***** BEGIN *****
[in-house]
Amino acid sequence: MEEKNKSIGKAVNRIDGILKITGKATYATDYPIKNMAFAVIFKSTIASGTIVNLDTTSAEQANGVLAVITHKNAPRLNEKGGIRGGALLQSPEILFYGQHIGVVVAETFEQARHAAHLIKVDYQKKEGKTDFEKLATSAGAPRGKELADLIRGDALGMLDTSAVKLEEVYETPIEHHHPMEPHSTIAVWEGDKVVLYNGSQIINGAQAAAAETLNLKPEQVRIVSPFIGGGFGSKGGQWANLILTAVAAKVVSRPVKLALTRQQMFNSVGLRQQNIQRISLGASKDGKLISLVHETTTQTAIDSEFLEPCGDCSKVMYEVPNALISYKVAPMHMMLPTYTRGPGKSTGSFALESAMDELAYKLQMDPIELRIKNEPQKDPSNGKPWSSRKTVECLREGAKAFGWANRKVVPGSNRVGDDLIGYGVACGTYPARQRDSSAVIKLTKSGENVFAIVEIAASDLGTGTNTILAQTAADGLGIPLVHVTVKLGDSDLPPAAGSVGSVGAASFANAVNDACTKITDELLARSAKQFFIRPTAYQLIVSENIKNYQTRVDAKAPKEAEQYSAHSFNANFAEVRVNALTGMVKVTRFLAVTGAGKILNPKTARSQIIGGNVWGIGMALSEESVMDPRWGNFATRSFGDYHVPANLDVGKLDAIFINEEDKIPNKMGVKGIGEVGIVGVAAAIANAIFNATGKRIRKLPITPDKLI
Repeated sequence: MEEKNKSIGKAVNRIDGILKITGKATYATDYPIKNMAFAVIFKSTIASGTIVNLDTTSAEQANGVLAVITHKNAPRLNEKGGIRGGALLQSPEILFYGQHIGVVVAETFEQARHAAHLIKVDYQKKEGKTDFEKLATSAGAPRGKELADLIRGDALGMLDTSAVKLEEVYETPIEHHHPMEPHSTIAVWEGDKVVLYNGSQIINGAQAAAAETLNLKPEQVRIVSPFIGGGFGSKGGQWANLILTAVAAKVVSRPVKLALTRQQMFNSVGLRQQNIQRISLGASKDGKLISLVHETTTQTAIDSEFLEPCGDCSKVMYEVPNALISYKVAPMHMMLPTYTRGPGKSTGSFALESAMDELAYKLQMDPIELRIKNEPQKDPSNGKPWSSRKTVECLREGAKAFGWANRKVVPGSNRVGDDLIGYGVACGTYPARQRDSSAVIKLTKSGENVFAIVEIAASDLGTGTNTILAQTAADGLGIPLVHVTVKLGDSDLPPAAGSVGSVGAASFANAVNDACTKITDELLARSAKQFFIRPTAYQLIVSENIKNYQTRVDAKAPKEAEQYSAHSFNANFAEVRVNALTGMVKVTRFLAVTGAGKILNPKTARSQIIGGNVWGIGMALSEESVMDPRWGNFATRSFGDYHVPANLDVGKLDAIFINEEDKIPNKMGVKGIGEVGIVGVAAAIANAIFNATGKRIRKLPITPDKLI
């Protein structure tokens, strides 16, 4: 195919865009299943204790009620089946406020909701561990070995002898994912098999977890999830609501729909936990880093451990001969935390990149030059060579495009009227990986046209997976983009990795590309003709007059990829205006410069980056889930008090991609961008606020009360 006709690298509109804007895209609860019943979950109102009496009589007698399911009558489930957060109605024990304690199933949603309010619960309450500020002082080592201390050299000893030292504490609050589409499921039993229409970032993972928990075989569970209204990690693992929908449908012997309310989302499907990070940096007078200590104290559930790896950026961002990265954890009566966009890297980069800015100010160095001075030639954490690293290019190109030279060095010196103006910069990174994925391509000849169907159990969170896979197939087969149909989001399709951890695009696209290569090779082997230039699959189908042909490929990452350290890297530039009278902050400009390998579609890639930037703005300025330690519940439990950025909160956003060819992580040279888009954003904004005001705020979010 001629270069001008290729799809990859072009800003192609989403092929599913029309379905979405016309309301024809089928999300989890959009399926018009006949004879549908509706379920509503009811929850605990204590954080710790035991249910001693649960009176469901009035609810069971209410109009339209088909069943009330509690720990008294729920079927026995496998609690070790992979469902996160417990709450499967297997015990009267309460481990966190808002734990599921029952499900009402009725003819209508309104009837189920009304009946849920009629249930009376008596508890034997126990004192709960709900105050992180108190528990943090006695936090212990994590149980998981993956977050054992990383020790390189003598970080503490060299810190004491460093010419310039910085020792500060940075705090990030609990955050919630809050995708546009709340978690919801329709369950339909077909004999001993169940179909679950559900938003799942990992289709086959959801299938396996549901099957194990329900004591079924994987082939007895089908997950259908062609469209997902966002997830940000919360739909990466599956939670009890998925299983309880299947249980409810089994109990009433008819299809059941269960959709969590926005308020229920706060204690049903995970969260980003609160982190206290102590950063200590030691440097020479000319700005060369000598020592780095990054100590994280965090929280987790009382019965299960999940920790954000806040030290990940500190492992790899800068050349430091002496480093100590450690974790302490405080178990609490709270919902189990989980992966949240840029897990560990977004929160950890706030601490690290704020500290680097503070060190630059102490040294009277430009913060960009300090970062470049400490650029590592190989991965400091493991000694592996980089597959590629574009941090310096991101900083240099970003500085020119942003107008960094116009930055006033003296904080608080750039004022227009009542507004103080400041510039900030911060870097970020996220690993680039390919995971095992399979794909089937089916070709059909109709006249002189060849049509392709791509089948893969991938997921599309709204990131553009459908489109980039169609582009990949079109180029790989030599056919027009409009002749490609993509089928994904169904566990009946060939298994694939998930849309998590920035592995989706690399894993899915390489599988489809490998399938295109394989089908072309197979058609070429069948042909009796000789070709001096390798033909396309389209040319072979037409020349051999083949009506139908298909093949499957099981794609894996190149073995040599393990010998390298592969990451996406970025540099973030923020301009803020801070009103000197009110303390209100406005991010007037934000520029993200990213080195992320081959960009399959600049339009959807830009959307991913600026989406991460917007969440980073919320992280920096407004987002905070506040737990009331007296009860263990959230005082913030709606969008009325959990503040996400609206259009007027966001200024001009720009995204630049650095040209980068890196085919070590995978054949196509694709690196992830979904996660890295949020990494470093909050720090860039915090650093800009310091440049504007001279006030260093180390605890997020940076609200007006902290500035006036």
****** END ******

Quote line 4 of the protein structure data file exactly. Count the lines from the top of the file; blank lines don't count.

């Protein structure tokens, strides 16, 4: 195919865009299943204790009620089946406020909701561990070995002898994912098999977890999830609501729909936990880093451990001969935390990149030059060579495009009227990986046209997976983009990795590309003709007059990829205006410069980056889930008090991609961008606020009360 006709690298509109804007895209609860019943979950109102009496009589007698399911009558489930957060109605024990304690199933949603309010619960309450500020002082080592201390050299000893030292504490609050589409499921039993229409970032993972928990075989569970209204990690693992929908449908012997309310989302499907990070940096007078200590104290559930790896950026961002990265954890009566966009890297980069800015100010160095001075030639954490690293290019190109030279060095010196103006910069990174994925391509000849169907159990969170896979197939087969149909989001399709951890695009696209290569090779082997230039699959189908042909490929990452350290890297530039009278902050400009390998579609890639930037703005300025330690519940439990950025909160956003060819992580040279888009954003904004005001705020979010 001629270069001008290729799809990859072009800003192609989403092929599913029309379905979405016309309301024809089928999300989890959009399926018009006949004879549908509706379920509503009811929850605990204590954080710790035991249910001693649960009176469901009035609810069971209410109009339209088909069943009330509690720990008294729920079927026995496998609690070790992979469902996160417990709450499967297997015990009267309460481990966190808002734990599921029952499900009402009725003819209508309104009837189920009304009946849920009629249930009376008596508890034997126990004192709960709900105050992180108190528990943090006695936090212990994590149980998981993956977050054992990383020790390189003598970080503490060299810190004491460093010419310039910085020792500060940075705090990030609990955050919630809050995708546009709340978690919801329709369950339909077909004999001993169940179909679950559900938003799942990992289709086959959801299938396996549901099957194990329900004591079924994987082939007895089908997950259908062609469209997902966002997830940000919360739909990466599956939670009890998925299983309880299947249980409810089994109990009433008819299809059941269960959709969590926005308020229920706060204690049903995970969260980003609160982190206290102590950063200590030691440097020479000319700005060369000598020592780095990054100590994280965090929280987790009382019965299960999940920790954000806040030290990940500190492992790899800068050349430091002496480093100590450690974790302490405080178990609490709270919902189990989980992966949240840029897990560990977004929160950890706030601490690290704020500290680097503070060190630059102490040294009277430009913060960009300090970062470049400490650029590592190989991965400091493991000694592996980089597959590629574009941090310096991101900083240099970003500085020119942003107008960094116009930055006033003296904080608080750039004022227009009542507004103080400041510039900030911060870097970020996220690993680039390919995971095992399979794909089937089916070709059909109709006249002189060849049509392709791509089948893969991938997921599309709204990131553009459908489109980039169609582009990949079109180029790989030599056919027009409009002749490609993509089928994904169904566990009946060939298994694939998930849309998590920035592995989706690399894993899915390489599988489809490998399938295109394989089908072309197979058609070429069948042909009796000789070709001096390798033909396309389209040319072979037409020349051999083949009506139908298909093949499957099981794609894996190149073995040599393990010998390298592969990451996406970025540099973030923020301009803020801070009103000197009110303390209100406005991010007037934000520029993200990213080195992320081959960009399959600049339009959807830009959307991913600026989406991460917007969440980073919320992280920096407004987002905070506040737990009331007296009860263990959230005082913030709606969008009325959990503040996400609206259009007027966001200024001009720009995204630049650095040209980068890196085919070590995978054949196509694709690196992830979904996660890295949020990494470093909050720090860039915090650093800009310091440049504007001279006030260093180390605890997020940076609200007006902290500035006036």